EDMONTON — They were 50 minutes into their sixth fruitless, frustrating game against Montreal. The Canadiens, it seemed, had the secret sauce.
Connor McDavid and Leon Draisaitl had zero goals between them, and the Habs were 10 minutes away from a 5-1 record against Edmonton. Montreal was mucking and grinding, obstructing and interfering, adhering to that old offensive lineman’s credo that the refs aren’t going to call holding on EVERY play, so why not get away with what you could get away with?
“That’s a team that’s had our number, for whatever reason this year,” admitted Connor McDavid, who never stopped coming at the Montreal defenders, no matter how many times he ended up on the seat of his pants — both by legal and semi-legal means.
The young superstar has made the step that Sidney Crosby once made, opting now to fight back rather than complain. He keeps coming — he doesn’t go away. Hook him once? You’ll have to do it again, and again, until eventually he walks through those sticks and finds a game-winner, the way he did Monday night.
“It’s completely work-based against this team,” McDavid said after a playoff-style affair, broken open late by Edmonton for a 4-1 win. “They do a great job of clogging up the middle, they have big rangy D-men who break the puck out well and are hard to forecheck. You just have to outwork them. You look at the teams that have had success against them, and that seems to be the recipe.”
At one point Draisaitl fed Josh Anderson the ol’ Sherwood sandwich, making the Canadiens forward skate through his lumber if he was going to lay the body on Draisaitl one more time. Draisaitl took a penalty that the Oilers happily killed, a sign of a superstar who is ready and willing to push back when necessary.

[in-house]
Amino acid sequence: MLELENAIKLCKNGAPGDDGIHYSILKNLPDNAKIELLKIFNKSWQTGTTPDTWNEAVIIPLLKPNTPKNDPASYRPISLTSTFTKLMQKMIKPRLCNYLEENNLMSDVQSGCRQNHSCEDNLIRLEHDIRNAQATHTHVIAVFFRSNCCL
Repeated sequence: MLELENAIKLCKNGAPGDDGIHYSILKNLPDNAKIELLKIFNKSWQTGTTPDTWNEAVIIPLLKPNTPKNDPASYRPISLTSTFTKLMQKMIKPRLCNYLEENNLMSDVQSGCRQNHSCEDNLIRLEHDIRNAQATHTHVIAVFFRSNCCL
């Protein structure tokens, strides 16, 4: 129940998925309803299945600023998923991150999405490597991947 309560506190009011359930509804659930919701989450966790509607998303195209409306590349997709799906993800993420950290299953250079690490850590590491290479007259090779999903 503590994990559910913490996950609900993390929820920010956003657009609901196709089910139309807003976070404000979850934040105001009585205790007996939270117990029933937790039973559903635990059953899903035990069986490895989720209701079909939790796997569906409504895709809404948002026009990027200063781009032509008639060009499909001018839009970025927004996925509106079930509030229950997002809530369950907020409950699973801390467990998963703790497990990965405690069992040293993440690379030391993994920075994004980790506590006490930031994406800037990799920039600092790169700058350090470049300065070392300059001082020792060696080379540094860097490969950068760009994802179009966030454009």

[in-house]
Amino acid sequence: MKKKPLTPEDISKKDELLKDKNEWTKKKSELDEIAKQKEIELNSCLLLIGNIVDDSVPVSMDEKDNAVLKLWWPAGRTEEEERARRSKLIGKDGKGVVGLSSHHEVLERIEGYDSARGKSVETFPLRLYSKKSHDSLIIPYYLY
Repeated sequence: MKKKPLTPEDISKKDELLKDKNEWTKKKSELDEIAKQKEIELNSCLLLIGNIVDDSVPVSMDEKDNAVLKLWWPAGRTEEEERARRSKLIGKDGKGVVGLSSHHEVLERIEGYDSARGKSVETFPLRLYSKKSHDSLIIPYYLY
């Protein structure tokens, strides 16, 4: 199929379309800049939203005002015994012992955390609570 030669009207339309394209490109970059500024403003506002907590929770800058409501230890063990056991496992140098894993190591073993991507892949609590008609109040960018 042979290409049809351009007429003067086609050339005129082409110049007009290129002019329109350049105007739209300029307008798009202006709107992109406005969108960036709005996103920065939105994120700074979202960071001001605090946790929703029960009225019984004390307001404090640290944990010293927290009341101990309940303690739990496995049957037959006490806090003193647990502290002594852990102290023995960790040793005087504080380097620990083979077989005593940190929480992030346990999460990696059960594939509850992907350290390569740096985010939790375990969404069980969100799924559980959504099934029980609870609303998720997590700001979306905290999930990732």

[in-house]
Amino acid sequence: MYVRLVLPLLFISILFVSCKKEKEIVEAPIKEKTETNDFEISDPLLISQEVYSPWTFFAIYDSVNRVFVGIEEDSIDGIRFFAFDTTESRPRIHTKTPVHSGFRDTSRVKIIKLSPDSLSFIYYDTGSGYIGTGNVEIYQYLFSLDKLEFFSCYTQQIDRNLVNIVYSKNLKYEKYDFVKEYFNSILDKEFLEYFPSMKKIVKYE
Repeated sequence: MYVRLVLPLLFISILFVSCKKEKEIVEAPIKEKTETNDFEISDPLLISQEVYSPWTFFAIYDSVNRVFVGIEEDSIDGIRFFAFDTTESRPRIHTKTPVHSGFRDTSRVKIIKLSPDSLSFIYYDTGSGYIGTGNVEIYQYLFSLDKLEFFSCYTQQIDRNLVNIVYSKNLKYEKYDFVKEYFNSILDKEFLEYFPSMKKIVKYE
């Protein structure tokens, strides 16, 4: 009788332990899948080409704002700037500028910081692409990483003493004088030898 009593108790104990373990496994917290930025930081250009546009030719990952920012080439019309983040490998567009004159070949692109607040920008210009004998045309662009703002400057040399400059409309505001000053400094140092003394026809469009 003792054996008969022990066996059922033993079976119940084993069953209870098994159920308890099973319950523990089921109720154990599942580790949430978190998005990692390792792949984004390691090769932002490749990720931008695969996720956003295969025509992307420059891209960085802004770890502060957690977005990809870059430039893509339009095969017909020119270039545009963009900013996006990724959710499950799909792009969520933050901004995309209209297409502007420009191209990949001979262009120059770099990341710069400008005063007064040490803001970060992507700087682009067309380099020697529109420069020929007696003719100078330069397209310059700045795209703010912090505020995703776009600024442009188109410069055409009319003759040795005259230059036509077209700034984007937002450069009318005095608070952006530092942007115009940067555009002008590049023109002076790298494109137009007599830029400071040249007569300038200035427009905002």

But where were we?
Ah yes, 10 minutes to play, 1-0 Habs, and reliever Jake Allen standing on his head. Edmonton was the better team, but the better team doesn’t always win games like these. (Ask the Maple Leafs, who lost a point to Braden Holtby the night before in Vancouver.)
On a spectacular offensive sequence featuring a couple of hair-raising Allen saves, McDavid found Ethan Bear pinching from the blue-line and he rifled home the goal that broke the seal behind Allen with 9:11 to play. Then, less than five minutes later, came the goal that would have lifted the roof off of Rogers Place, had there been 18,500 fans here.
It was a reward for an Oilers team that did not get frustrated and start to cheat for their chances, the way they always have. Through six games of frustration, Edmonton defended their way to their eighth straight win on home ice, giving Montreal so little to dine on that when McDavid grabbed a puck at his own blue-line it was suddenly a game-over moment.
“We held the line, didn’t let them get in. We came back as five,” described Bear, who combined with Jesse Puljujarvi to deny the Habs entry. “There was a turnover, and Connor just does his thing. That’s what makes us dangerous.”
McDavid grabbed a puck against the flow of the play, turned on his substantial jets, and went straight at the veteran pairing of Jeff Petry and Joel Edmundson. He split them, roofed a shot pat Allen, and the Habs’ bubble was burst.
“I’m never really afraid to take on two defenders. It can get me into trouble sometimes,” chuckled McDavid. “I was able to get it in good stride, and the D were kinda scrambling back. I just tried to make a play.”
It was the kind of goal that begged for a full house. A building with an equal split of Montreal and Oilers jerseys was robbed on a McDavid goal of such pedigree, witnessed instead by some hockey people, a few media and 18,000 empty chairs.
“There are some nights when you can definitely tell there’s no fans in the building, and tonight was one of them,.” McDavid said, another three-point game under his belt. “The game was so intense, there was so much energy inside the building — even without fans — I can only imagine what it would have been like with some crazy Edmontonians getting up for us. We miss them a lot.”
Centre Jujhar Khaira was knocked out of this one with a concussion in the first period, forcing head coach Dave Tippett to use his two superstars “a ton.” That meant an even 27 minutes for McDavid, and 26:22 for Draisaitl.
But those two aren’t just the best players on this team, they’re the spiritual leaders as well. They didn’t stop coming, and neither did anyone else.
In the end, that’s what it took to beat a Montreal team that has the secret sauce against Edmonton.
Or HAD the sauce.
We’ll see what happens Wednesday.